“No chemo.” Gratitude. I can handle being cut open and scars. I do not want to feel sick. All I wanted for 4 years of my life was a better quality of life, and for the past 6 years I have had nothing but. There are a few possible outcomes of the surgery, which you can read about in a forthcoming episode of Maya Explains Science. No matter the outcome, I will return to a good quality of life. 

My immediate instinct was to run. Get away while I still could, before I’m chained to machines. Unfortunately, you can’t actually run from your problems when they are literally a physical part of you (or ever, apparently). But my parents and I booked a trip to Key West anyways to pretend that nothing was real for the next weekend.

After planning The Great Escape we had to spread the news. Turns out, telling everyone that I care about was more painful than hearing the diagnosis myself. Firstly, every time I told someone it reinforced the fact that it was true, which I didn’t believe. Maybe I still don’t.

It was hard to tell people without crying, which I just find so exhausting. And then there are all the people that need to know that I don’t see or speak to every day. I made one phone call, shocking my friend, with my voice cracking the whole time. Thanks, friend, for being the test phone call and a lesson to me that I couldn’t do that repeatedly. There was also the anticipation of telling people I love bad news that made it feel like I was about to break up with each of my friends.

I am extremely grateful for the extent of the support I have received, and peoples’ infallible belief that despite the uncertainty of the outcomes I will be okay. And doing so without writing me off or ignoring my feelings. I have the best people in my life.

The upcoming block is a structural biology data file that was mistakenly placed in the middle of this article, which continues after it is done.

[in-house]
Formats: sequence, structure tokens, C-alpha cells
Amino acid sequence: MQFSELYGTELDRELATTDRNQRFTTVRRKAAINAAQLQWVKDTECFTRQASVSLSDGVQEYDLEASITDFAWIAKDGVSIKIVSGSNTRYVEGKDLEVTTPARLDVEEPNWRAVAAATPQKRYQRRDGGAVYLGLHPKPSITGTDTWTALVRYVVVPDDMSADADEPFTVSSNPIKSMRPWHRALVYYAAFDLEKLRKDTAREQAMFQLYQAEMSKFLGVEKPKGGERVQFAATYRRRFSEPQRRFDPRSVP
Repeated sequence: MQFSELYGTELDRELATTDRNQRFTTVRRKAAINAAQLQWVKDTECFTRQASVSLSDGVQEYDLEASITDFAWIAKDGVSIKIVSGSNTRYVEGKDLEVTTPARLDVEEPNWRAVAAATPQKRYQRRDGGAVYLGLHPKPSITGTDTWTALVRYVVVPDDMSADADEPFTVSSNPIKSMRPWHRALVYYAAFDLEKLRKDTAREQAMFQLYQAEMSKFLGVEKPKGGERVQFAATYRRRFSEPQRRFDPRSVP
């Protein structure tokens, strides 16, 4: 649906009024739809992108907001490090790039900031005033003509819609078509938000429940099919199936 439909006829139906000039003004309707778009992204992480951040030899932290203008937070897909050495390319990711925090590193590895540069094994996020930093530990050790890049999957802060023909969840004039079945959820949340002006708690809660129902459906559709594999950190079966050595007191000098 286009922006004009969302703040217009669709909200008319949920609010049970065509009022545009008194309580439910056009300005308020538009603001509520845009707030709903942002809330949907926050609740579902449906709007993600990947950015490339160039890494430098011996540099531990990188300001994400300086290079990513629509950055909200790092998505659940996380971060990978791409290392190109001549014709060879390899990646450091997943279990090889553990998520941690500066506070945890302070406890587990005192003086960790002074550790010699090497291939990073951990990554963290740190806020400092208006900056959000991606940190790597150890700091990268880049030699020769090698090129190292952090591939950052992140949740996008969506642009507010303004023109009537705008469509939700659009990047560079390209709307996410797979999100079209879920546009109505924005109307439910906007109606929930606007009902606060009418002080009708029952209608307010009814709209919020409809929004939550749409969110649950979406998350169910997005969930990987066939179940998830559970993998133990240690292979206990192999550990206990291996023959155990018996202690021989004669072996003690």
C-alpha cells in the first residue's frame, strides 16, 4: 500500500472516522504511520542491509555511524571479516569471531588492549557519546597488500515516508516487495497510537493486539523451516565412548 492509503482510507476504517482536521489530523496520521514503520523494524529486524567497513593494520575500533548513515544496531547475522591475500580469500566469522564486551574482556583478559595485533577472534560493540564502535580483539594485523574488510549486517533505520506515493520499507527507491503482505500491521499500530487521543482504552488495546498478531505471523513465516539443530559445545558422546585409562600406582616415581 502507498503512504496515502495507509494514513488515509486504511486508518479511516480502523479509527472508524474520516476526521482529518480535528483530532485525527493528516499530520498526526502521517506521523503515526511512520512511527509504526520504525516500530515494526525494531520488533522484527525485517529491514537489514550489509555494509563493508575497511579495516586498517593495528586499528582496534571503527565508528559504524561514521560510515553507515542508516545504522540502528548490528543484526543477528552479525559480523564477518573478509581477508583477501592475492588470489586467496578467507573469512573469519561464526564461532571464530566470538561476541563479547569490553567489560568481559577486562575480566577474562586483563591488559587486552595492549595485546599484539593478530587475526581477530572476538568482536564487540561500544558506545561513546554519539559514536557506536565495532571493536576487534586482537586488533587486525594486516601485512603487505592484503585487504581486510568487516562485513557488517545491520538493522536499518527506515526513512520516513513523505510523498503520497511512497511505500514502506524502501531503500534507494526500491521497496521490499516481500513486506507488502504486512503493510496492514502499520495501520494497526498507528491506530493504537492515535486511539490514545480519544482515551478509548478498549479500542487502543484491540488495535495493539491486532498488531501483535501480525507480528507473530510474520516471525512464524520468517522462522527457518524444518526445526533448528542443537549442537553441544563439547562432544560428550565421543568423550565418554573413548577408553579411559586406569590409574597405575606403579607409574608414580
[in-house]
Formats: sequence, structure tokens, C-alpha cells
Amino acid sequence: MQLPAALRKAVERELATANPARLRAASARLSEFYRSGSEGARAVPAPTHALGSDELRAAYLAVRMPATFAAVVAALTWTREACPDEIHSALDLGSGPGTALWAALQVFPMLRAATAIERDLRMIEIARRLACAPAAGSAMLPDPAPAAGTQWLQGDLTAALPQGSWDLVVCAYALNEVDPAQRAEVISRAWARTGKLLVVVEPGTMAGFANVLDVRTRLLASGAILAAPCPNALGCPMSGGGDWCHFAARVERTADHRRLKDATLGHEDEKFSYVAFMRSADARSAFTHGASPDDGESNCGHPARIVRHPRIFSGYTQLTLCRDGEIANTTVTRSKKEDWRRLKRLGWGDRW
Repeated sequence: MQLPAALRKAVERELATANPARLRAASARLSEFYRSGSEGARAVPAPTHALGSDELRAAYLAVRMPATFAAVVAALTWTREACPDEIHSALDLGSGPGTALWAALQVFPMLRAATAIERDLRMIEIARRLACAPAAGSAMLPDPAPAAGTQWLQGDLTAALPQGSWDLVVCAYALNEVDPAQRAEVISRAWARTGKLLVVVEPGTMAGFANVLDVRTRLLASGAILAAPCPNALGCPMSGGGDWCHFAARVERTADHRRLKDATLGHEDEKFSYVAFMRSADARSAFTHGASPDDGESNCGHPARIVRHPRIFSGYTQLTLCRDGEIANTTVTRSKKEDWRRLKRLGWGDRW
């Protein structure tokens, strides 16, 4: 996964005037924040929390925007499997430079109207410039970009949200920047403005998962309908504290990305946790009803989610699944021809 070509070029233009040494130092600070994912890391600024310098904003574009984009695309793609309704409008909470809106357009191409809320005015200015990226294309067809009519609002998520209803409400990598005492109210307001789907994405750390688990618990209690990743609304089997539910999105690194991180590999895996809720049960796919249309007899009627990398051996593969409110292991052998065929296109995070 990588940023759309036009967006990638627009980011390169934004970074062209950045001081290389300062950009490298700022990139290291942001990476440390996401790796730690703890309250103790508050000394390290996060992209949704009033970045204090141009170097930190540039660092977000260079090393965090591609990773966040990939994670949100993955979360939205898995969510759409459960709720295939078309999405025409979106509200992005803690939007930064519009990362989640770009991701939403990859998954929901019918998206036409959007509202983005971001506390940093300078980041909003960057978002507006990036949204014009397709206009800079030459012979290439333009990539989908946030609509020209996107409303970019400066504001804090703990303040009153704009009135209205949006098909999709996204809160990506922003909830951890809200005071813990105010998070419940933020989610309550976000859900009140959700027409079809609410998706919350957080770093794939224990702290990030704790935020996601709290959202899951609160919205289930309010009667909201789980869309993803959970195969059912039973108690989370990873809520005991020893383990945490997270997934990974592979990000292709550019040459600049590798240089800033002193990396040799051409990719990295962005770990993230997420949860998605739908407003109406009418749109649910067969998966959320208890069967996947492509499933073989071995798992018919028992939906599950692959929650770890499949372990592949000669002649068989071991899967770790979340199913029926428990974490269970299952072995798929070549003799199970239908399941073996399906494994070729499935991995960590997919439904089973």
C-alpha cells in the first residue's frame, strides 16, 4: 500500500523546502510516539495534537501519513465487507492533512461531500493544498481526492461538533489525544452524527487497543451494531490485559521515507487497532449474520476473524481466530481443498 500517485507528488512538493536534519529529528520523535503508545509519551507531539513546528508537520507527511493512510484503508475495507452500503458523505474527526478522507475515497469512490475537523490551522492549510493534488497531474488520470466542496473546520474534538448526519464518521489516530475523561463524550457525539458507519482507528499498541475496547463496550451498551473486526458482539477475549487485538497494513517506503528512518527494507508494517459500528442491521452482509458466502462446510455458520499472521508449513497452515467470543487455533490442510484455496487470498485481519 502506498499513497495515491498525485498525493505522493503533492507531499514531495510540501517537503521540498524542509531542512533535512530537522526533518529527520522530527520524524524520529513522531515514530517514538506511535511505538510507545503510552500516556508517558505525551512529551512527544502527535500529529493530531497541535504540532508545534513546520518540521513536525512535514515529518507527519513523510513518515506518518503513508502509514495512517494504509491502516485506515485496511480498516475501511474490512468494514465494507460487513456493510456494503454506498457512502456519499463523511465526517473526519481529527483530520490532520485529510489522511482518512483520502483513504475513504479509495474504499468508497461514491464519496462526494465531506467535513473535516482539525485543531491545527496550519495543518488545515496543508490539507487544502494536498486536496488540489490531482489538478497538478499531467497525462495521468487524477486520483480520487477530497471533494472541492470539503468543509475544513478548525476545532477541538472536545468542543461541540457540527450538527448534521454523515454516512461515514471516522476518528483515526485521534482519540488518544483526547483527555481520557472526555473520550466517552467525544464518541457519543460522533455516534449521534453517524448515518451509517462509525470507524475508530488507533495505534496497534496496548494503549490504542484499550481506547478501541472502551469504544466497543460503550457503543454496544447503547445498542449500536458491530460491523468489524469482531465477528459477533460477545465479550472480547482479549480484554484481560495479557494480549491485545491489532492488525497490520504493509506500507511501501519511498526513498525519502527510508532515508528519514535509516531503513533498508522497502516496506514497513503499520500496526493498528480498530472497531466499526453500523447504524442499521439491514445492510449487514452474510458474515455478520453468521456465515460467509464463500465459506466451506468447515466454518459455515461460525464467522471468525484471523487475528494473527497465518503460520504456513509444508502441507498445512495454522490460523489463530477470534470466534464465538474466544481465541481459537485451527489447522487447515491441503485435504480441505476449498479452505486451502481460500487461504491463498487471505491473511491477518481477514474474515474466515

I am unsure of the tears. Are they sadness, fear, uncertainty? Is it just that there’s such a weight to the diagnosis of cancer that I experience this sadness with it? There’s the acute aspect where we need to treat the existing thing in my body, but that will be done with and I’ll be fine and recover and I’ll show off the new scars on my body. The heavier part is that cancer is a long term diagnosis. It’s a 5 year long wait once I reach remission before I can consider myself ‘cured’, and throughout those 5 years and beyond there is the constant fear of spread, and that it’s not all out of my body. And the fear of other cancers, because clearly my cells are supercells and just want to multiply. At this point, how can I believe I’m ever in the clear?

Then again, the pain has mostly dissipated, and lying on the beach by the ocean, under a hot sun I really thought I had meditated the thing away. Without constant symptoms, it’s easy to forget that there’s something wrong happening inside your body, and it makes it harder to accept and be real. It takes time after waking up, and my brain starts running, before the word cancer pops into my mind and I remember. I will be making my bed, which only happens occasionally, and I’ll remember I have cancer. Why am I making my bed? There’s no point to it, even when you don’t have cancer.

Sometimes I feel sad…that my future is undetermined, that my future may not be a real thing, that things have to go on hold, and that plans I haven’t even made can’t be planned. Yet again, I may be watching others live life while I’m spinning in the same spot, chained to a wall.

But no matter what, there are some thing I can do: keep making my bed, maybe. keep spinning, because it’s dancing and once I stop, time stops. and keep on keeping on, because if I don’t then there’s really no point. So most of the time, I’m still excited about the potential that is the future.

Thank you for joining me on this tour of my mind. Stay tuned for future tours. And I’ll leave you with this: